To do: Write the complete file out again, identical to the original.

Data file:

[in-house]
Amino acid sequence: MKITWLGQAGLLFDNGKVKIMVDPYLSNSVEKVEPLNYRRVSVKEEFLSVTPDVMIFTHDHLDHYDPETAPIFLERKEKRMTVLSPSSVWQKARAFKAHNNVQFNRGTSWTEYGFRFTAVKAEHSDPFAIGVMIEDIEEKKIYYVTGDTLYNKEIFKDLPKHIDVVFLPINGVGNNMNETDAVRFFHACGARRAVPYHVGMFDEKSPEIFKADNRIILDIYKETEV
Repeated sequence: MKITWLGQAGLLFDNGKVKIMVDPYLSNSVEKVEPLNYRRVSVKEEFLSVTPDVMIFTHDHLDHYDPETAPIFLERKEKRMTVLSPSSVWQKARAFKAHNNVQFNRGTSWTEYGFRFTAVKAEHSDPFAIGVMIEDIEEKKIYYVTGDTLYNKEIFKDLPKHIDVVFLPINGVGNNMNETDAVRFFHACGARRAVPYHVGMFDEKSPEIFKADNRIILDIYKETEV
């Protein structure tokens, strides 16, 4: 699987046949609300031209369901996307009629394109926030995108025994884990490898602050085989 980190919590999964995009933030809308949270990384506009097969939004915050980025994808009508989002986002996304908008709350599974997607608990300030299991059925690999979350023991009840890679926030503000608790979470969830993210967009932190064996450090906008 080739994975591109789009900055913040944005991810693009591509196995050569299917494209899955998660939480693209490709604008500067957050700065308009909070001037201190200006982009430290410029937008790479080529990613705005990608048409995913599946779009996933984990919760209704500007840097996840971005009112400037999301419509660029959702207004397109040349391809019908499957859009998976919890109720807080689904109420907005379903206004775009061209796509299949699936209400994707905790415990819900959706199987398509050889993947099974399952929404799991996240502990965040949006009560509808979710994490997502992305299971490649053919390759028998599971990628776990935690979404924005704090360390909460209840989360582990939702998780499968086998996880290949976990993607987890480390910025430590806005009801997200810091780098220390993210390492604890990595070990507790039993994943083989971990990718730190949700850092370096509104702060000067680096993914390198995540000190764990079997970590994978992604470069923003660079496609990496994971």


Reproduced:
[in-house]
Amino acid sequence: MKITWLGQAGLLFDNGKVKIMVDPYLSNSVEKVEPLNYRRVSVKEEFLSVTPDVMIFTHDHLDHYDPETAPIFLERKEKRMTVLSPSSVWQKARAFKAHNNVQFNRGTSWTEYGFRFTAVKAEHSDPFAIGVMIEDIEEKKIYYVTGDTLYNKEIFKDLPKHIDVVFLPINGVGNNMNETDAVRFFHACGARRAVPYHVGMFDEKSPEIFKADNRIILDIYKETEV
Repeated sequence: MKITWLGQAGLLFDNGKVKIMVDPYLSNSVEKVEPLNYRRVSVKEEFLSVTPDVMIFTHDHLDHYDPETAPIFLERKEKRMTVLSPSSVWQKARAFKAHNNVQFNRGTSWTEYGFRFTAVKAEHSDPFAIGVMIEDIEEKKIYYVTGDTLYNKEIFKDLPKHIDVVFLPINGVGNNMNETDAVRFFHACGARRAVPYHVGMFDEKSPEIFKADNRIILDIYKETEV
């Protein structure tokens, strides 16, 4: 699987046949609300031209369901996307009629394109926030995108025994884990490898602050085989 980190919590999964995009933030809308949270990384506009097969939004915050980025994808009508989002986002996304908008709350599974997607608990300030299991059925690999979350023991009840890679926030503000608790979470969830993210967009932190064996450090906008 080739994975591109789009900055913040944005991810693009591509196995050569299917494209899955998660939480693209490709604008500067957050700065308009909070001037201190200006982009430290410029937008790479080529990613705005990608048409995913599946779009996933984990919760209704500007840097996840971005009112400037999301419509660029959702207004397109040349391809019908499957859009998976919890109720807080689904109420907005379903206004775009061209796509299949699936209400994707905790415990819900959706199987398509050889993947099974399952929404799991996240502990965040949006009560509808979710994490997502992305299971490649053919390759028998599971990628776990935690979404924005704090360390909460209840989360582990939702998780499968086998996880290949976990993607987890480390910025430590806005009801997200810091780098220390993210390492604890990595070990507790039993994943083989971990990718730190949700850092370096509104702060000067680096993914390198995540000190764990079997970590994978992604470069923003660079496609990496994971």